“From 1980 to 2000, the castle was used as a chemical factory. Instead of tourists and museum exhibits, the castle still has chemical tanks on its premises. The factory that was housed there went bankrupt in the meantime. Transitional challenges in Serbia after the year 2000 have resulted in the neglect of or inadequate purpose being assigned to the castles,” said the Minister of Culture, adding that preserving such objects of national cultural heritage is the right way to pay our debt to the ancestors who built them.
Furthermore, Maja Gojković pointed out that France is synonymous with quality care for this type of cultural heritage and that she firmly believes that French experiences and the help of French experts will be of great benefit to Serbia in the process of revitalizing its castles and stately homes.
Just ahead of the panel discussion on “Palaces of Serbia”, Ms Gojković expressed her satisfaction with the consolidation of two other topics at the event, which are extremely important for Serbian culture, namely the exhibition about Nikola Tesla currently staged at the Serbian Cultural Centre and marking the 49th anniversary of the establishment of the former Culture & Information Centre in Paris.
According to many, Tesla, the world’s greatest inventor of the last millennium, once said: “If I were lucky enough to achieve any of my ideas, it would be in the name of all mankind. If those hopes would become fulfilled, the most exciting thought would be that it is a deed of a Serb.”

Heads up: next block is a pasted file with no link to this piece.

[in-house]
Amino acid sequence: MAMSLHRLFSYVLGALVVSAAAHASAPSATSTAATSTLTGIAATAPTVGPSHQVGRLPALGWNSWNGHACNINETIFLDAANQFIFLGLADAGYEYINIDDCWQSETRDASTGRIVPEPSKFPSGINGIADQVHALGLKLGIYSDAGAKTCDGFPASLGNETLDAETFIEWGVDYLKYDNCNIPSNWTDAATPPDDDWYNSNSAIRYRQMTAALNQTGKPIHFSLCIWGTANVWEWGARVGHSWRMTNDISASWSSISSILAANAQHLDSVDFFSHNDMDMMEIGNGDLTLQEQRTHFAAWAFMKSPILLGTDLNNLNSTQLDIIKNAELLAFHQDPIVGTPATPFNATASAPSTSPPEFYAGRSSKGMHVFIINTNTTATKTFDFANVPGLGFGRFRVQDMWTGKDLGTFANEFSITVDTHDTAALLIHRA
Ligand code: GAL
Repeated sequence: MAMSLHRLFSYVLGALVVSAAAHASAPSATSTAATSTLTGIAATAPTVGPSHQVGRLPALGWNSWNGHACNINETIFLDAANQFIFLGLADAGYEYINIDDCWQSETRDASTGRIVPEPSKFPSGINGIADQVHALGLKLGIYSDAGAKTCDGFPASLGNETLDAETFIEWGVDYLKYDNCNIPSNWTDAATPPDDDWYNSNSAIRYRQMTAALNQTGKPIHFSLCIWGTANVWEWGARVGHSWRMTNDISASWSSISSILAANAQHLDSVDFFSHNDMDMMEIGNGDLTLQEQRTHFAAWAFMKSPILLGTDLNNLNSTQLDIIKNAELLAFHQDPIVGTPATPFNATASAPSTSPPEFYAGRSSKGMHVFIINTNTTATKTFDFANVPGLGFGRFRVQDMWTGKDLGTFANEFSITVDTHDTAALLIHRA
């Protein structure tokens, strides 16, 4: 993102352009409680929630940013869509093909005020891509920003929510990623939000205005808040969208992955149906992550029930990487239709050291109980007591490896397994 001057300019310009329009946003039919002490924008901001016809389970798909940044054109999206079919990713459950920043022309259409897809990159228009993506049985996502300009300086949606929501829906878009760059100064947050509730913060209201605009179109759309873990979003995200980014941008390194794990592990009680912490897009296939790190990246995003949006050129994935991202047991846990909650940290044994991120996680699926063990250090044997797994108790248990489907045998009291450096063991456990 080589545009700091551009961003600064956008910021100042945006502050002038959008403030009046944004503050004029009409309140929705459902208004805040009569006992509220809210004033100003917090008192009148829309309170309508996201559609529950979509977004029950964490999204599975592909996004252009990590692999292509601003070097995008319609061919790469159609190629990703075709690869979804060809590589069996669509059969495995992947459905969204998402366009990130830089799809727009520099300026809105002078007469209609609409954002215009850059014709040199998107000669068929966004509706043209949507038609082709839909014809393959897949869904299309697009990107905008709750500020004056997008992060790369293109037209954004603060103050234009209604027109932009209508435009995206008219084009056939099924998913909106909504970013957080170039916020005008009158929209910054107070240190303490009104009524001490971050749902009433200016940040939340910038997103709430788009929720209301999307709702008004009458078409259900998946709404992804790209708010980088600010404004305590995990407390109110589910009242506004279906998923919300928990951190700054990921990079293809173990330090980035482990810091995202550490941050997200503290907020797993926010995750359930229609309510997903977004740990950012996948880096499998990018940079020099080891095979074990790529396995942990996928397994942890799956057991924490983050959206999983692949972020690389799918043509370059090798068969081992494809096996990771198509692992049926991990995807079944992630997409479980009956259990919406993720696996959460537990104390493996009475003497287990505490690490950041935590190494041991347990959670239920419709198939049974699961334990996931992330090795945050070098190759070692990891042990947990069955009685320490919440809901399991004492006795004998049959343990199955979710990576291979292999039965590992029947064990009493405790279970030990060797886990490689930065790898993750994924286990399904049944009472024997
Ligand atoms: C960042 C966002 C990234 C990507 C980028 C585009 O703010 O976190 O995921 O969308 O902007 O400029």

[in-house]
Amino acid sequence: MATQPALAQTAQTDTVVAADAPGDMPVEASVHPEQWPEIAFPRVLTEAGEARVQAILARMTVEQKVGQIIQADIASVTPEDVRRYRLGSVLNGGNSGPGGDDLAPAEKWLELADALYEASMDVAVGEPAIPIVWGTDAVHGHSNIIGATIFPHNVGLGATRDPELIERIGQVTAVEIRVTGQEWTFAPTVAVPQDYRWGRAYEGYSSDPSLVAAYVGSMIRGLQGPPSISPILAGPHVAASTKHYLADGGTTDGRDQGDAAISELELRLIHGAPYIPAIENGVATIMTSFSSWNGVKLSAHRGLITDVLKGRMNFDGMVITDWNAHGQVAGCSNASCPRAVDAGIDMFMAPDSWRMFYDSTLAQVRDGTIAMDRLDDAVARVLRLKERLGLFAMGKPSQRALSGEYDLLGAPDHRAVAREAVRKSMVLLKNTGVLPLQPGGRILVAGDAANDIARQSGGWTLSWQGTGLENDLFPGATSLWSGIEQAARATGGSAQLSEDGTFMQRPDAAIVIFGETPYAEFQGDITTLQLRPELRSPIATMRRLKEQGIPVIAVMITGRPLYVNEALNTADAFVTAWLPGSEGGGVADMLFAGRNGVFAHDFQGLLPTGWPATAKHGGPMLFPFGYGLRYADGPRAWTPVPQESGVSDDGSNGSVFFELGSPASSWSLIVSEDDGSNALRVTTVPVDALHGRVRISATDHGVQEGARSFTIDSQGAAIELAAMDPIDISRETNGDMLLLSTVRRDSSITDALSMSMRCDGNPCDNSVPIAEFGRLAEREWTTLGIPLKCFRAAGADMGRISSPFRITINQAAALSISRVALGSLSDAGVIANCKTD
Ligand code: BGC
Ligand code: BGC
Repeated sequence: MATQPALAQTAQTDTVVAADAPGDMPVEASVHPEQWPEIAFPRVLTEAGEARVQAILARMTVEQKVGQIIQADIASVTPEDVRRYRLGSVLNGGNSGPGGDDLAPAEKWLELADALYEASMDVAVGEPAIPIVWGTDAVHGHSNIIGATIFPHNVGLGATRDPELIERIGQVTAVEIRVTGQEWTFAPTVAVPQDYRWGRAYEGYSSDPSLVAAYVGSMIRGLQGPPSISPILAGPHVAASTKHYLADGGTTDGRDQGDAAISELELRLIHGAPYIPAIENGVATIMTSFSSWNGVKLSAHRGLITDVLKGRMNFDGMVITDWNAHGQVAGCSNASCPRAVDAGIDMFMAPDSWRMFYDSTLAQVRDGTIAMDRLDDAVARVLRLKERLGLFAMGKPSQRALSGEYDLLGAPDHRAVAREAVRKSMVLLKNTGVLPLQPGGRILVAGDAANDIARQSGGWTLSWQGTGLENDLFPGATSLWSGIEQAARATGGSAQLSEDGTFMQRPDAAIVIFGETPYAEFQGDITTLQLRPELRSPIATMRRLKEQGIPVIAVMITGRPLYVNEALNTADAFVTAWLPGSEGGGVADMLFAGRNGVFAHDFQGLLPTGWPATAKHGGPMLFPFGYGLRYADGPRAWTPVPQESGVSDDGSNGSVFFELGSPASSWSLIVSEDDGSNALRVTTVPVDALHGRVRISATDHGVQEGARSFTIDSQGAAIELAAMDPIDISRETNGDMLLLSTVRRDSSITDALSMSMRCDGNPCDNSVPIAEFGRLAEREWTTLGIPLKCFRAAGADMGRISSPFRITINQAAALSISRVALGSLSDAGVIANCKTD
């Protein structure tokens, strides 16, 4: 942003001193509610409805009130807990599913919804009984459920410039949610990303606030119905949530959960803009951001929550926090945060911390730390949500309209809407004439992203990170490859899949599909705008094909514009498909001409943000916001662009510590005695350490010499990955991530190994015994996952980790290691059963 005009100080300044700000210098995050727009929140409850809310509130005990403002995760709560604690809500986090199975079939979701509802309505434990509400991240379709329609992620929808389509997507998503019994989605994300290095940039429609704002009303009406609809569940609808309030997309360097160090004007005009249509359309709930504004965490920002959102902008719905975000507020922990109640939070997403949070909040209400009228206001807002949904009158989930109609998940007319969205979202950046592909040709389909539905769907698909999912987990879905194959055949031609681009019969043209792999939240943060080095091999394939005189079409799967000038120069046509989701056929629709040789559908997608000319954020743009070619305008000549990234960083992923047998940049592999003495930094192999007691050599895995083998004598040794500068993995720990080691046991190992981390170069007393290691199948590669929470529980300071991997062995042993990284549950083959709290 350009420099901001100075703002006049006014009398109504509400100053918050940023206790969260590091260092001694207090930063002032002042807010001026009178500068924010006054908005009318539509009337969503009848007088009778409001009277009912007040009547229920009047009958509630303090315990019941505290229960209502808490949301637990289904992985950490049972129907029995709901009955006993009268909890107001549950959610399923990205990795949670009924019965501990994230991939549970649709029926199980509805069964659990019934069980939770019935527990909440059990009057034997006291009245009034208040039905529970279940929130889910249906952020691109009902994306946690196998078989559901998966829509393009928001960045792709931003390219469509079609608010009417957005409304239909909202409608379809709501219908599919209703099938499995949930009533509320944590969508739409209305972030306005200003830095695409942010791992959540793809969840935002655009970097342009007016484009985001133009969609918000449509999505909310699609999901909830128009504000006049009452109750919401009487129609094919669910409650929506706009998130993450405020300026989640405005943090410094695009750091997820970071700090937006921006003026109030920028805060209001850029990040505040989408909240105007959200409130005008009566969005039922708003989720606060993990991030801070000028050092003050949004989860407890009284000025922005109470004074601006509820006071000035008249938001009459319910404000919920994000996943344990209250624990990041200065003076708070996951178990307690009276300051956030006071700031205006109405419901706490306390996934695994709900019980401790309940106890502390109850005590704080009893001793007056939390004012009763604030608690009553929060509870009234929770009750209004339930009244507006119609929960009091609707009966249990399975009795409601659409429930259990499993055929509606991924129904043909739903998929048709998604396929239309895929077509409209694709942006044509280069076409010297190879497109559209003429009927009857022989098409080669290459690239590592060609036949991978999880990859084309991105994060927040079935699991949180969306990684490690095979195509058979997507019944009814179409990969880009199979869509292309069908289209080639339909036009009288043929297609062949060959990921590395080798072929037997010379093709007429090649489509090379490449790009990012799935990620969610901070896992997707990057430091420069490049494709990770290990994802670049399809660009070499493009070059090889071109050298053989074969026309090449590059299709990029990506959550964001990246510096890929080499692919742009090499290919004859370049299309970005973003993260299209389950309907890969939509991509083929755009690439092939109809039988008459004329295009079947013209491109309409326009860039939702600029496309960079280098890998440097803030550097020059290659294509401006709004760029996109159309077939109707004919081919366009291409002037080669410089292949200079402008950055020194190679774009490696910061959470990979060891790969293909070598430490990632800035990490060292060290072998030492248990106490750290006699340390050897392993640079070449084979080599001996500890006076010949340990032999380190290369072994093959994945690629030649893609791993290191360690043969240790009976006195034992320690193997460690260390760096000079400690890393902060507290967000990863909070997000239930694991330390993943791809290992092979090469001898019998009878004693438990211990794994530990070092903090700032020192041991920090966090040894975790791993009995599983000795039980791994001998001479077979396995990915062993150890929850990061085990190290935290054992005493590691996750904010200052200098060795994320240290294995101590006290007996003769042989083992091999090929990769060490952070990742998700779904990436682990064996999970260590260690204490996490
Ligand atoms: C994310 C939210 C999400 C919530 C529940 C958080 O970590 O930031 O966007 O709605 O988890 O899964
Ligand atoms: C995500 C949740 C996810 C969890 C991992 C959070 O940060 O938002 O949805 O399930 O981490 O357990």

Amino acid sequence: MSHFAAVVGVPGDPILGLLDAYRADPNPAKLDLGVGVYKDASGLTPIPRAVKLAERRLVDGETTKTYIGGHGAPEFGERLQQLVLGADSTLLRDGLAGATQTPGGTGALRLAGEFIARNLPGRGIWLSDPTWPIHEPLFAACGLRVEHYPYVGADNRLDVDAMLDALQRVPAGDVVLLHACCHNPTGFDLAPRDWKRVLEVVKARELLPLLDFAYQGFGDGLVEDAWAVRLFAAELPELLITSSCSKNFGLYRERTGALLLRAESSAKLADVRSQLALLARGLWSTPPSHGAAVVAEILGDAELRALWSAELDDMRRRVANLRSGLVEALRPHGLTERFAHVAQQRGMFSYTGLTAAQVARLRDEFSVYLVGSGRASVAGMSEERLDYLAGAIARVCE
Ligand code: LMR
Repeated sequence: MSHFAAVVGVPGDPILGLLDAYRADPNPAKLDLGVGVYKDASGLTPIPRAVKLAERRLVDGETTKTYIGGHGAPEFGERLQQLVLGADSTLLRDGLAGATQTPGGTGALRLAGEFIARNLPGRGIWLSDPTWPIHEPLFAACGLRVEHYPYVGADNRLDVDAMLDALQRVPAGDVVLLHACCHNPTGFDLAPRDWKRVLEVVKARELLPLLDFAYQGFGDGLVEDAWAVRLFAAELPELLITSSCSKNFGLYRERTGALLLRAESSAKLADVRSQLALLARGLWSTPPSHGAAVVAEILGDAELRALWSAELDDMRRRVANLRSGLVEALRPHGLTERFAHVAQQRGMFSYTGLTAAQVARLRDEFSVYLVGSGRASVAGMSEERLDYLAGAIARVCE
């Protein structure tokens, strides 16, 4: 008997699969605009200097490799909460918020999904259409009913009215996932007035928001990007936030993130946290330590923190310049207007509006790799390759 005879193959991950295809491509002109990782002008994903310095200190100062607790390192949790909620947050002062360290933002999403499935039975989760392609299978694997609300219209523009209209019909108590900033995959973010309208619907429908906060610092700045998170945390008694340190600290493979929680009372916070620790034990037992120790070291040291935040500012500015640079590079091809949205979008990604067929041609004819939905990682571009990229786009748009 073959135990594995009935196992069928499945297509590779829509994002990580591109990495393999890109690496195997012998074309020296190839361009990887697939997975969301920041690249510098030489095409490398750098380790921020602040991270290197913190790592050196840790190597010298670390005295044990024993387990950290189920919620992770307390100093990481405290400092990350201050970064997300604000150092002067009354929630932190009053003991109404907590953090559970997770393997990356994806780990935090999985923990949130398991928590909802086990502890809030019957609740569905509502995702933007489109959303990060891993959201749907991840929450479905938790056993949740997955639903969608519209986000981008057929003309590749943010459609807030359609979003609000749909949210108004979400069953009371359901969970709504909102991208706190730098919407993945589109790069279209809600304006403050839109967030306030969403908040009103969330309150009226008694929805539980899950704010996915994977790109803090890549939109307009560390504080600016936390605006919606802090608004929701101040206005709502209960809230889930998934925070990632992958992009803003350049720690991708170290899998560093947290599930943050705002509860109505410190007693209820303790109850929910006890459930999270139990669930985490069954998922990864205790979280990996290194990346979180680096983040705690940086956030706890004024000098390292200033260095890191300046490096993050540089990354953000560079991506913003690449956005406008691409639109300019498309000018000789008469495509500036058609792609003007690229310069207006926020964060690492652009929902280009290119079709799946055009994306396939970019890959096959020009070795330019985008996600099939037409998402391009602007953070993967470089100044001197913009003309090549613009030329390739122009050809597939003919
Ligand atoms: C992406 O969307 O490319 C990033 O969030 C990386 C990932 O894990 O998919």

Ms Gojković added that even if Tesla did not have such wishes, Serbia is obligated to nurture and preserve the memory of this great man in every way, and that, recognizing that obligation, the Ministry has staged the exhibition in the most prominent place of our culture and heritage at this time, in the Serbian Cultural Centre in Paris, where for almost five decades, the French public has had the opportunity to enjoy exceptional cultural events.
“A myriad of great artists displayed their work at the Centre – from literary greats through the famous Parisian circle of painters, as well as younger artists who continue the tradition of the Parisian circle through their work. In the light of this tradition, I am confident that the Serbian Cultural Centre will continue to be an important meeting point for the culture and presentation of the rich art scene of Serbia,” concluded Maja Gojković.
Former French Minister of Culture Frederic Mitterrand also spoke at the panel, highlighting the close cultural ties between Serbia and France and France’s respect for Serbia. Mitterrand also noted the importance of cooperation in preserving cultural heritage and welcomed the beginning of a great project, such as the inventory and identification of castles, stately homes and summer houses, which need renovation and determination of purpose.
Princess Jelisaveta Karadjordjević also spoke at the panel, pointing out that the state authorities need to join the whole process. She added that the future use of those facilities will depend on the country’s cultural policy and strategy so that subsequently they can be included in the tourist offer, used as museum spaces, conference venues and film locations. Princess Jelisaveta also said that it is especially important how the local community sees the issue because the renovation will serve the public’s best interests, hence its involvement is important. Assistant Minister of Culture for Cultural Heritage and Digitalization, Danijela Vanušić, and director of the Museum of the City of Belgrade, Jelena Medaković, also spoke at the panel.